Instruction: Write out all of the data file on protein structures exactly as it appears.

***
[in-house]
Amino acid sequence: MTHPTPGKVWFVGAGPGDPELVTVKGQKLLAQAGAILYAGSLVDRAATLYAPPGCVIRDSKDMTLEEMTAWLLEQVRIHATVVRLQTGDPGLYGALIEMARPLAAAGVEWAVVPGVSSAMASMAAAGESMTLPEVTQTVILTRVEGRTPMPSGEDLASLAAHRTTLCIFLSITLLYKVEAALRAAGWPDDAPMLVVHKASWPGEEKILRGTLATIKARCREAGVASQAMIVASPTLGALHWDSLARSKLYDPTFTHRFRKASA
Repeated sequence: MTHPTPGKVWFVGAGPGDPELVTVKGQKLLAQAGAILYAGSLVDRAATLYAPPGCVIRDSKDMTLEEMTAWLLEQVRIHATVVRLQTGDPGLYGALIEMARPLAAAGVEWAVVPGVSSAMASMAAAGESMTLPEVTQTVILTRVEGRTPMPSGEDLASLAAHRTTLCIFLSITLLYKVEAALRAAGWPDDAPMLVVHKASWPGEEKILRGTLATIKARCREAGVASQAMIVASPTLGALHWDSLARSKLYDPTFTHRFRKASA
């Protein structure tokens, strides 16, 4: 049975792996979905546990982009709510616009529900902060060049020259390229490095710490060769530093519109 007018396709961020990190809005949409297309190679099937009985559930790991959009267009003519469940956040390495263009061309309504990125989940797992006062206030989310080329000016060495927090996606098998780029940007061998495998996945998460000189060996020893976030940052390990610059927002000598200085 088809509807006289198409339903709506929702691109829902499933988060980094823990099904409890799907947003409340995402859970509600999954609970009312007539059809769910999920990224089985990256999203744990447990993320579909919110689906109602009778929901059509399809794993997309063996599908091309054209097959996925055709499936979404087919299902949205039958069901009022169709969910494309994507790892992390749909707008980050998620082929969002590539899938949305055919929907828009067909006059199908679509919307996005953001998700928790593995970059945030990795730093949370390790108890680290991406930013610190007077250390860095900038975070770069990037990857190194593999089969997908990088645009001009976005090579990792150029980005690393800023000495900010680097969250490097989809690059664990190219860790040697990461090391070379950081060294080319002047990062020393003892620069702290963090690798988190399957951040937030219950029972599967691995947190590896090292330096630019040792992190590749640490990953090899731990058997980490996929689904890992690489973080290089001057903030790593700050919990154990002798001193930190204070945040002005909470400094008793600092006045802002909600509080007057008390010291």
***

[in-house]
Amino acid sequence: MTHPTPGKVWFVGAGPGDPELVTVKGQKLLAQAGAILYAGSLVDRAATLYAPPGCVIRDSKDMTLEEMTAWLLEQVRIHATVVRLQTGDPGLYGALIEMARPLAAAGVEWAVVPGVSSAMASMAAAGESMTLPEVTQTVILTRVEGRTPMPSGEDLASLAAHRTTLCIFLSITLLYKVEAALRAAGWPDDAPMLVVHKASWPGEEKILRGTLATIKARCREAGVASQAMIVASPTLGALHWDSLARSKLYDPTFTHRFRKASA
Repeated sequence: MTHPTPGKVWFVGAGPGDPELVTVKGQKLLAQAGAILYAGSLVDRAATLYAPPGCVIRDSKDMTLEEMTAWLLEQVRIHATVVRLQTGDPGLYGALIEMARPLAAAGVEWAVVPGVSSAMASMAAAGESMTLPEVTQTVILTRVEGRTPMPSGEDLASLAAHRTTLCIFLSITLLYKVEAALRAAGWPDDAPMLVVHKASWPGEEKILRGTLATIKARCREAGVASQAMIVASPTLGALHWDSLARSKLYDPTFTHRFRKASA
């Protein structure tokens, strides 16, 4: 049975792996979905546990982009709510616009529900902060060049020259390229490095710490060769530093519109 007018396709961020990190809005949409297309190679099937009985559930790991959009267009003519469940956040390495263009061309309504990125989940797992006062206030989310080329000016060495927090996606098998780029940007061998495998996945998460000189060996020893976030940052390990610059927002000598200085 088809509807006289198409339903709506929702691109829902499933988060980094823990099904409890799907947003409340995402859970509600999954609970009312007539059809769910999920990224089985990256999203744990447990993320579909919110689906109602009778929901059509399809794993997309063996599908091309054209097959996925055709499936979404087919299902949205039958069901009022169709969910494309994507790892992390749909707008980050998620082929969002590539899938949305055919929907828009067909006059199908679509919307996005953001998700928790593995970059945030990795730093949370390790108890680290991406930013610190007077250390860095900038975070770069990037990857190194593999089969997908990088645009001009976005090579990792150029980005690393800023000495900010680097969250490097989809690059664990190219860790040697990461090391070379950081060294080319002047990062020393003892620069702290963090690798988190399957951040937030219950029972599967691995947190590896090292330096630019040792992190590749640490990953090899731990058997980490996929689904890992690489973080290089001057903030790593700050919990154990002798001193930190204070945040002005909470400094008793600092006045802002909600509080007057008390010291």